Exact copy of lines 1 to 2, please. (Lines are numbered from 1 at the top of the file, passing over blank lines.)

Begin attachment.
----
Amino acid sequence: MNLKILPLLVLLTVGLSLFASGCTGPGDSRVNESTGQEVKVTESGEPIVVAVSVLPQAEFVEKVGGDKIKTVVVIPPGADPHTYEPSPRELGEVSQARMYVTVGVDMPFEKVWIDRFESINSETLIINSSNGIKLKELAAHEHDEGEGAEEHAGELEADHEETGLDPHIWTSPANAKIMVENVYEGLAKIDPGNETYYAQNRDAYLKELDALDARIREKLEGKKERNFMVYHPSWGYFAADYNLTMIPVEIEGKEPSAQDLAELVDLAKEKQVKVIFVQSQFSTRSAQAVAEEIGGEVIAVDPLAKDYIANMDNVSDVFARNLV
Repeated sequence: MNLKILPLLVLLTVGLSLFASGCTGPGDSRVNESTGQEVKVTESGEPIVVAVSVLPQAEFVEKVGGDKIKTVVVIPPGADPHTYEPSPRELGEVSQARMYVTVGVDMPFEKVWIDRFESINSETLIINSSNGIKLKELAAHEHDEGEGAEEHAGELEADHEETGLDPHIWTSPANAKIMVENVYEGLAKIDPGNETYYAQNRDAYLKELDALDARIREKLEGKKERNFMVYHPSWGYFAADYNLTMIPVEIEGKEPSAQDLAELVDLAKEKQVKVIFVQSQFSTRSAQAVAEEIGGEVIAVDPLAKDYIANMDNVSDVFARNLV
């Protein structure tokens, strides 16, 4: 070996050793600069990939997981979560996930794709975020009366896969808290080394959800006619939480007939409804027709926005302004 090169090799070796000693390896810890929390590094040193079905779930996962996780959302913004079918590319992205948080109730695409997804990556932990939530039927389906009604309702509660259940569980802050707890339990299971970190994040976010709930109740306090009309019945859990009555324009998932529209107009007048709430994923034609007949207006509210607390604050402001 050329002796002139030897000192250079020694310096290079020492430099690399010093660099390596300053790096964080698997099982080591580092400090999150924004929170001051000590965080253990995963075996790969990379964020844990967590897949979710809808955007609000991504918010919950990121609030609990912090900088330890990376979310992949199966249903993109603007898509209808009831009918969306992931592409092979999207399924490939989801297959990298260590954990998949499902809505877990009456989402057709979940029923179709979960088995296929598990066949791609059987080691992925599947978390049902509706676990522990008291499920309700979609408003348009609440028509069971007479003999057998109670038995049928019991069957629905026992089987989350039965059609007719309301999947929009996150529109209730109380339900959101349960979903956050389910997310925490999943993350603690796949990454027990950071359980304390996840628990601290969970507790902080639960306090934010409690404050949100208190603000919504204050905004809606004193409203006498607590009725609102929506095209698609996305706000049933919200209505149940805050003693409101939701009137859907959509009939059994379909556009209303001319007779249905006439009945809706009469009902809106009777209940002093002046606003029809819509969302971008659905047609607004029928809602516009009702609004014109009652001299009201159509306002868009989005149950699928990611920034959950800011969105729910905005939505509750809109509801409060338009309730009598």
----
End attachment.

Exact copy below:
Amino acid sequence: MNLKILPLLVLLTVGLSLFASGCTGPGDSRVNESTGQEVKVTESGEPIVVAVSVLPQAEFVEKVGGDKIKTVVVIPPGADPHTYEPSPRELGEVSQARMYVTVGVDMPFEKVWIDRFESINSETLIINSSNGIKLKELAAHEHDEGEGAEEHAGELEADHEETGLDPHIWTSPANAKIMVENVYEGLAKIDPGNETYYAQNRDAYLKELDALDARIREKLEGKKERNFMVYHPSWGYFAADYNLTMIPVEIEGKEPSAQDLAELVDLAKEKQVKVIFVQSQFSTRSAQAVAEEIGGEVIAVDPLAKDYIANMDNVSDVFARNLV
Repeated sequence: MNLKILPLLVLLTVGLSLFASGCTGPGDSRVNESTGQEVKVTESGEPIVVAVSVLPQAEFVEKVGGDKIKTVVVIPPGADPHTYEPSPRELGEVSQARMYVTVGVDMPFEKVWIDRFESINSETLIINSSNGIKLKELAAHEHDEGEGAEEHAGELEADHEETGLDPHIWTSPANAKIMVENVYEGLAKIDPGNETYYAQNRDAYLKELDALDARIREKLEGKKERNFMVYHPSWGYFAADYNLTMIPVEIEGKEPSAQDLAELVDLAKEKQVKVIFVQSQFSTRSAQAVAEEIGGEVIAVDPLAKDYIANMDNVSDVFARNLV